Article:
Anonymous said...

Alan Macnab writes....

Good point Mike about the trise in Council Tax and cuts in services.

The roadshow comes to Whinfield on Wednesday at Whinfield Primary School 6 p.m. Daft starting time. Most people who work outside of Darlington will be coming home from work and having their evening meal at that time, but never mind. Ours is not to reason why...

I intend to ask about the mixed message about the cuts in Trading Standards especially the enforcement of preventing sales of alcohol to underage drinkers which Trading Standards are responsible for. If I read the budget proposals correctly the Council want to hive this off to a call centre miles from Darlington.

The litter bin in the children's play area in Springfield Park was full of beer cans, the entrance to the play area was marked by broken glass and a wine bottle lay nearby.

ian holme said...

Agree with Alan re daft starting times.
Hurworths was held on the evening of Halloween...no surprise there was a small turnout.

I did attend the event held at Middleton st george recently. It was very sensibly held on the saturday morning, and therefore got a very good response.
The meeting was conducted in a positive manner, (both by public & cllrs)and was certainly beneficial.
However, we will have to wait and see if any actual notice is taken of residents concerns. If in 12 months time all of the same issues have to be raised again, the cllrs may not be so positively received.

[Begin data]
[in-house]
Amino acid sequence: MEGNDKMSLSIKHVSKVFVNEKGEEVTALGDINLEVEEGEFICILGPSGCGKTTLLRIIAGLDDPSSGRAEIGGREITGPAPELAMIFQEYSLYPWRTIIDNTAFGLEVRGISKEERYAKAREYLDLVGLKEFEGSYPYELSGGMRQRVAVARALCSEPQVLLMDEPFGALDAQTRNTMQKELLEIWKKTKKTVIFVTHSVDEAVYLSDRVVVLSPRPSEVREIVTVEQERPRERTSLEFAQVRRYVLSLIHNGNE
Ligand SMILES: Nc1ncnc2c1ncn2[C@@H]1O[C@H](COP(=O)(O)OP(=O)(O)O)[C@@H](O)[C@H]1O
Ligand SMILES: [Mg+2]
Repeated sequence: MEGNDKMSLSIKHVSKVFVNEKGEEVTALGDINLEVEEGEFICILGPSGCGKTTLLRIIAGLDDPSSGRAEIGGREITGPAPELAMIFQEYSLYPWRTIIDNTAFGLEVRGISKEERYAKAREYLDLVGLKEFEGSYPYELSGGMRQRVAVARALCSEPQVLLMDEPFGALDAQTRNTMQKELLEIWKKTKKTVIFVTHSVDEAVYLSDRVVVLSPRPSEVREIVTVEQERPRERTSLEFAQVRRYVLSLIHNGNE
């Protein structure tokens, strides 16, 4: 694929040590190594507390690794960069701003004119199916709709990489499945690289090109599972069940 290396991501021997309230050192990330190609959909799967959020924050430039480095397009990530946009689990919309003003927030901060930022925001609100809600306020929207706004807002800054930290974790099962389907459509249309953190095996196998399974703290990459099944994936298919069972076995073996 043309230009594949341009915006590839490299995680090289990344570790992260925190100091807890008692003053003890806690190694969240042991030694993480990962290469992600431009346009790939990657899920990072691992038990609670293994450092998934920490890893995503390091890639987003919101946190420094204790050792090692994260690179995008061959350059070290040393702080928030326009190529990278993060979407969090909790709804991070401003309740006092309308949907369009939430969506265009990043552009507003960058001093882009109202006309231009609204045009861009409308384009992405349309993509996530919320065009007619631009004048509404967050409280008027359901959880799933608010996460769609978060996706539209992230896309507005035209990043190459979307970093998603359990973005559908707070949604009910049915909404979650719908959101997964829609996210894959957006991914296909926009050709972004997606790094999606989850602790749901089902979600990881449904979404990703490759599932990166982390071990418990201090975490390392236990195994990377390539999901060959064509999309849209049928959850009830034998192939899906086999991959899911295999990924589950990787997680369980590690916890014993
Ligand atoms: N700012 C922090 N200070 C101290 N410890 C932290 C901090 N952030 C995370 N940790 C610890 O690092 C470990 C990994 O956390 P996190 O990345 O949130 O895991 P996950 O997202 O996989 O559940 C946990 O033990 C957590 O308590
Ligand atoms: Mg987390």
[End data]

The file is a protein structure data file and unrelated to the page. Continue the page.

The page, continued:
miketually said...

6pm would be a perfect time for me as it would get me out of bathing the kids :)

Remember, Council officers need to attend these events, usually outside their normal working hours, so the hours need to work for them.

Whatever time the events were held, some people wouldn't be able to get to them.

Anonymous said...

Alan Macnab writes.

I attended the Talking Together event at Whinfield. Nick's blog gave an accurate description of the event and the issues raised.

Yes it was positive and beneficial having different bodies present and talking over some of the issues.

I hope that they are not a one off event. There was no indication when the next sessions will take place or how these events relate to the Parish Councils, Residents Associations or Community Partnerships. I think it is important for the links to be established for continued dialogue.

Further sessions could perhaps be held on the same evening as Parish Councils, Residents Associations or Partnership Meetings. Then the issues can be raised and addressed once and feedback obtained on the issues raised previously. It also raises the profile of these bodies.

Mike Barker said...

Alan's comments about links with local groups are apposite. There are no apparent links with these organisations: and frankly, precious little role for local councillors either.
These are major weaknesses in the "Talking Together" roadshow. These events are all about senior councillors and officers dropping in on a local church hall and then disappearing back to their Feethams bunker.
They are not about extending local democracy or involving local people, councillors and community groups in democratic decision-making.
Community Partnerships play no role in these events. If CP's were to be supported properly, and linked in to devolved decision-making to local councillors, this would do more for democratic involvement than the Talking Together roadshow does.